Apple (AAPL 1.66%) is one of the best-known companies and stocks in the world. However, even the creator of the iPhone hasn't been immune from the erratic market conditions in 2022. 

Apple's stock price has fallen 18% since the beginning of the year. That might sound concerning, but with exciting developments in the pipeline, the company's shares are trading at a bargain. As a result, now is an excellent time to learn more about the tech titan. 

Here are three things about Apple that smart investors know.

No. 1: Apple Silicon 

Apple is closing in on the end of its transition from Intel processors to its own custom-made Apple Silicon chips. The new systems on a chip (SoC) have been a jolt of lightning to Apple's Mac desktop and laptop lineup since being announced in June 2020. 

Months after Apple released its first Apple Silicon products, Mac revenue increased by 70%. In the second quarter of 2021, Apple's CFO Luca Maestri said "more than half" of its Mac and iPad sales in that quarter were to customers who had never owned one before as the more powerful Macs attracted consumer interest.

In the second year of Apple's transition away from Intel, the company released its next wave of Apple Silicon products. The new Macs feature major design overhauls thanks to Apple Silicon allowing the company to design its Macs from the ground up, not something Apple could do when it relied on Intel for the processor or SoC. Previously, Apple would have to design around the constraints of Intel, which led to Macs that, from 2016 to 2020, were generally considered some of the worst the company had produced.

Apple's Mac-segment revenue increased by 29% in the fourth quarter of 2020, the quarter when the first Apple Silicon Macs were released. Since then, Apple's Mac revenue has experienced consistent and massive growth year on year. In fact, in Q4 2022, Mac sales rose 25% year over year to $11.5 billion despite declines in the PC market.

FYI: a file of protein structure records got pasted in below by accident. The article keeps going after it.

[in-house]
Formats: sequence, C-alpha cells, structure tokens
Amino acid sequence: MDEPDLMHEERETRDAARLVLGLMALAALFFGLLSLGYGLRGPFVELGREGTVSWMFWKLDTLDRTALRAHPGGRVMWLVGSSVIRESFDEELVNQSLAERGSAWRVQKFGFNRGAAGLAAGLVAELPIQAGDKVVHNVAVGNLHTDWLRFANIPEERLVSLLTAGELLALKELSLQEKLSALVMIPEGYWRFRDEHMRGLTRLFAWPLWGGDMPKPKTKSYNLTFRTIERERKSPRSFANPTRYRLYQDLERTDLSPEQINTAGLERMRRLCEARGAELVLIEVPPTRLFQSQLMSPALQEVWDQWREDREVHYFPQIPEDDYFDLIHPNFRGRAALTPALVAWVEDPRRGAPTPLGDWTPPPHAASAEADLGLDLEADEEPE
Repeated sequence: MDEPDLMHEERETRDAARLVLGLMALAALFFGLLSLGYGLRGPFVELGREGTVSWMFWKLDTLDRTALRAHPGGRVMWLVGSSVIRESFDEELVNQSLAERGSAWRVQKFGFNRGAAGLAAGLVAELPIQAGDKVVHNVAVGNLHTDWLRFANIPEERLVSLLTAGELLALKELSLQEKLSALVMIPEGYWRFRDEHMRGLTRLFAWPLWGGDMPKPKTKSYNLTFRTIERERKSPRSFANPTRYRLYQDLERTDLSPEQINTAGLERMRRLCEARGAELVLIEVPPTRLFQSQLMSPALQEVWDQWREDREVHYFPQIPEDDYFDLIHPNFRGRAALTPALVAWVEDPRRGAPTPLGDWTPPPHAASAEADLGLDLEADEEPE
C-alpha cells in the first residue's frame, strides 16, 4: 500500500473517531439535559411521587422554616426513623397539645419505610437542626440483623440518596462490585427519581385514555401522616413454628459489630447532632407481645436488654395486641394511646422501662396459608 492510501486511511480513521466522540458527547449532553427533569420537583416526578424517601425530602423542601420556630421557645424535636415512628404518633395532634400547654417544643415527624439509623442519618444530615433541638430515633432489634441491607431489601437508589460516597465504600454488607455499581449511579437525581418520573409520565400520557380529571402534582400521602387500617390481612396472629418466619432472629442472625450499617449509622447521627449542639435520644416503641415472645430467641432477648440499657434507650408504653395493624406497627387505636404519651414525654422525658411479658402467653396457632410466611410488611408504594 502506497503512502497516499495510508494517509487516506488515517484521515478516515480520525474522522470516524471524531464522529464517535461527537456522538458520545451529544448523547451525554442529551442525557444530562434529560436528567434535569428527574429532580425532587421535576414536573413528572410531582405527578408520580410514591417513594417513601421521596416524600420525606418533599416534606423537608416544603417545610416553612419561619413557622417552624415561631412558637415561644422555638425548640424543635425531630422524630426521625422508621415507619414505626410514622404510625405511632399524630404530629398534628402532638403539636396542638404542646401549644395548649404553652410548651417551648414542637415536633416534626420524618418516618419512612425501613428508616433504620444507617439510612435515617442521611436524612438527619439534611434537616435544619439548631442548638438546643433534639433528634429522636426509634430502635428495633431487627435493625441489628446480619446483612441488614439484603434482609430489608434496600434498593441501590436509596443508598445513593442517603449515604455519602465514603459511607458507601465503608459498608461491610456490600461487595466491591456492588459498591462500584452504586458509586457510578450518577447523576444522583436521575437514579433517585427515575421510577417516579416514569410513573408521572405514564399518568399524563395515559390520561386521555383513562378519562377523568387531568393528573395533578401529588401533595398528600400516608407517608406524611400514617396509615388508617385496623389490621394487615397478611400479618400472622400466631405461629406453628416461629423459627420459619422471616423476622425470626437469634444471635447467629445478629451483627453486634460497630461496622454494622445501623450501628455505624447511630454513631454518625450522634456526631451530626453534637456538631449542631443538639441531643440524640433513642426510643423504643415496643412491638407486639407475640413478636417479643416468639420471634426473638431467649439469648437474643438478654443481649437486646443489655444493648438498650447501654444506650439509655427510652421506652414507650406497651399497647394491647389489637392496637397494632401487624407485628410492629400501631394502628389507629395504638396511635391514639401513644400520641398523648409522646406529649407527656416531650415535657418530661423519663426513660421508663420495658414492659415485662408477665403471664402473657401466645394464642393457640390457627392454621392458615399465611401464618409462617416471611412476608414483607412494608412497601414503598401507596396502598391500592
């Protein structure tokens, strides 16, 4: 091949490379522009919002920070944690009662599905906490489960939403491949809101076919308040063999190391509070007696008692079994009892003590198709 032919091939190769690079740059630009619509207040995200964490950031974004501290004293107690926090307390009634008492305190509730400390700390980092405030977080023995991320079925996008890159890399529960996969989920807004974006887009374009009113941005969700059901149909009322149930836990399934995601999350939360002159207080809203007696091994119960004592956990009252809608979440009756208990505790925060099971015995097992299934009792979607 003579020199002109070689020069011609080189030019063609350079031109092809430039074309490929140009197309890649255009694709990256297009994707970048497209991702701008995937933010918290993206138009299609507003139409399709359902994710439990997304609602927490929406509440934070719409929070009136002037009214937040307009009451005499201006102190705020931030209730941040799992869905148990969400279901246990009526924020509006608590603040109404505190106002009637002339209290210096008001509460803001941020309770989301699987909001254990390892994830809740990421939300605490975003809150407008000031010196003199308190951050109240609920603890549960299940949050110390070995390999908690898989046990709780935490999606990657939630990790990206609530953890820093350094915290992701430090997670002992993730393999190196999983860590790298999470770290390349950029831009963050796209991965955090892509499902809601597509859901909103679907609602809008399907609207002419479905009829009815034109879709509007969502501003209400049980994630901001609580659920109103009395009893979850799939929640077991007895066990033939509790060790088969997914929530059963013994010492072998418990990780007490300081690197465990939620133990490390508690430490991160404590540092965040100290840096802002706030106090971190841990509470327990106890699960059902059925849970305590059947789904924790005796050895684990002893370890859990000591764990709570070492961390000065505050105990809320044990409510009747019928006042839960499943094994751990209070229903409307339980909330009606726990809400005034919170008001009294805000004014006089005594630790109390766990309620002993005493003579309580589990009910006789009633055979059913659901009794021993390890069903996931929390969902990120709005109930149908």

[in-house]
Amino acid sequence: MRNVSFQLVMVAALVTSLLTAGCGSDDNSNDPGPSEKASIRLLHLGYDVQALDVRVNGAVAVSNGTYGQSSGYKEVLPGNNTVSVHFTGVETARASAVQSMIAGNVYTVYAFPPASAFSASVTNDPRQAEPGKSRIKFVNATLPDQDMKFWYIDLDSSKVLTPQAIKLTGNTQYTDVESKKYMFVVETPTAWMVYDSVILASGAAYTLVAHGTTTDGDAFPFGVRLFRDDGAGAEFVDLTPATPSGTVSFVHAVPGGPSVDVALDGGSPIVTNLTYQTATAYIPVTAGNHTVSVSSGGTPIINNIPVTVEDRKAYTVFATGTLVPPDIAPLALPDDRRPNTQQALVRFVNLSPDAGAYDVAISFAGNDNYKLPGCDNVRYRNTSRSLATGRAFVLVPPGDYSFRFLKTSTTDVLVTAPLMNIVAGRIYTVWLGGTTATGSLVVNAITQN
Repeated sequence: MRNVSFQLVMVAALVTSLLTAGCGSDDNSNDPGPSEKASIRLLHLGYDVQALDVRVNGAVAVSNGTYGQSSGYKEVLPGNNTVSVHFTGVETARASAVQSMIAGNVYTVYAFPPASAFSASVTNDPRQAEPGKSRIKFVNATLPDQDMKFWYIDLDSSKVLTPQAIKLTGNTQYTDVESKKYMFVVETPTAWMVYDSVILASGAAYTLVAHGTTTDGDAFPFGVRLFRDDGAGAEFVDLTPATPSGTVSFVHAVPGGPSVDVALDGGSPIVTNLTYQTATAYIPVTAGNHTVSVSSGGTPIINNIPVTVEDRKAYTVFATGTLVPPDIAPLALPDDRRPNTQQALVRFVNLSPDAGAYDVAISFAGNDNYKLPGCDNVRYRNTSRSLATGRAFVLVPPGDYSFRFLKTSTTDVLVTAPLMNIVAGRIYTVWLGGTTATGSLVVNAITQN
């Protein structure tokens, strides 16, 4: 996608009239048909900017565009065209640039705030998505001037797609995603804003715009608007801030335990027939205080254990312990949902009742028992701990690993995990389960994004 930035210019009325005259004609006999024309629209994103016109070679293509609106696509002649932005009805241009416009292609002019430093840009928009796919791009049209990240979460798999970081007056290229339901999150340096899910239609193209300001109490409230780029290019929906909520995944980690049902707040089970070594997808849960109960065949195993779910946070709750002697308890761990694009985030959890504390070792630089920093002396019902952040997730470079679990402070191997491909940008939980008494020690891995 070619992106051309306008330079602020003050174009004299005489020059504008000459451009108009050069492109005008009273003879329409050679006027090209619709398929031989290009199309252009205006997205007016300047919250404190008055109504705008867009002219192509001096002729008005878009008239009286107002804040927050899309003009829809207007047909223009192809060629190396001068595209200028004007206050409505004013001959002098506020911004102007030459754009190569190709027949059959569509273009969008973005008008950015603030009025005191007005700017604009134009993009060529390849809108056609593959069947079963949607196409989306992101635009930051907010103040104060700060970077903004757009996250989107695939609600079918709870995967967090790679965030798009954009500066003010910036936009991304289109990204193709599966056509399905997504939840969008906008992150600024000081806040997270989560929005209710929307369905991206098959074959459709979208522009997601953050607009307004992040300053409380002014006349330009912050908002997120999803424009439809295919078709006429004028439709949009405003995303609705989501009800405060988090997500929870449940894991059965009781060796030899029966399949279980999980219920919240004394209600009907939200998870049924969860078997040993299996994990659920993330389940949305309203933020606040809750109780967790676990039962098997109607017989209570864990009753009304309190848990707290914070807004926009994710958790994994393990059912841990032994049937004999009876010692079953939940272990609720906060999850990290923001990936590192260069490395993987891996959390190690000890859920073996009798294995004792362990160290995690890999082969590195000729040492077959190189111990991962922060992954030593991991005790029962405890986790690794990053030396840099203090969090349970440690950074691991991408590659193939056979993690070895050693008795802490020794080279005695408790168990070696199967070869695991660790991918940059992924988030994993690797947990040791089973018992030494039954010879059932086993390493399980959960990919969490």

No. 2: Services 

Apple's services business includes subscriptions, such as Apple Music, TV+, Arcade, iCloud+, News+, and Fitness+, with four of its six key subscriptions introduced within the last three years. The business is swiftly growing, with Apple likely to see significant and consistent gains from its services for the long term. 

Since Apple Music launched in 2015, the services segment revenue has grown from around $5 billion each quarter to nearly $20 billion. One of the most attractive parts of the business is its profit margins which hit 71.7% in Apple's fiscal 2022.  Comparatively, the same metric for its products came in at 36.3%.

Part of the appeal of Apple devices is that they tend to last much longer than the competition. In fact, the latest software update, iOS 16, supports iPhones released as far back as 2017, while older models still receive critical security updates. Meanwhile, Alphabet's Google supports its Pixel phones with updates for three years, which is above average for Android.

However, supporting devices for longer means customers are less likely to buy new devices as frequently. Apple has been able to offset this problem with its services segment. The company has increased revenue by locking Apple users into its subscriptions, cloud services, and App Store even when it doesn't sell devices. 

In 2021, the App store was responsible for roughly 37% of Apple's total services revenue. Although the App store doesn't tie people to Apple in the same way its subscriptions do, it's the segment's biggest individual money maker.

No. 3: Apple Glasses

Apple is reportedly gearing up to release its long-awaited augmented/virtual reality (AR/VR) headset in 2023.

The AR/VR headset has been in the works at Apple for years. Details have slowly trickled out as development has progressed. Production of the unannounced headset is believed to begin in March 2023.

Unlike traditional virtual reality headsets like Meta Platform's Meta Quest, Apple's version is said to be a mixed-reality headset. That means it will overlay information on the world around the user. For example, imagine having the opening time of a restaurant appear in the air when looking at it or map directions overlaid on to reality itself. 

Eventually, Apple hopes to replace the iPhone with this device. The first iteration may look like a virtual reality headset. However, future iterations are reported to be as small as glasses and even contact lenses. 

Apple's headset could be as revolutionary for humanity as the original iPhone was in 2007. Additionally, considering the $25.33 billion AR market is expected to see a compound annual growth rate of 40.9% until 2030, Apple is cleverly positioning itself in the industry.

Apple shares have tumbled this year, but it continues to have excellent long-term prospects. These three aspects of the company, along with many others, make its stock a no-brainer buy.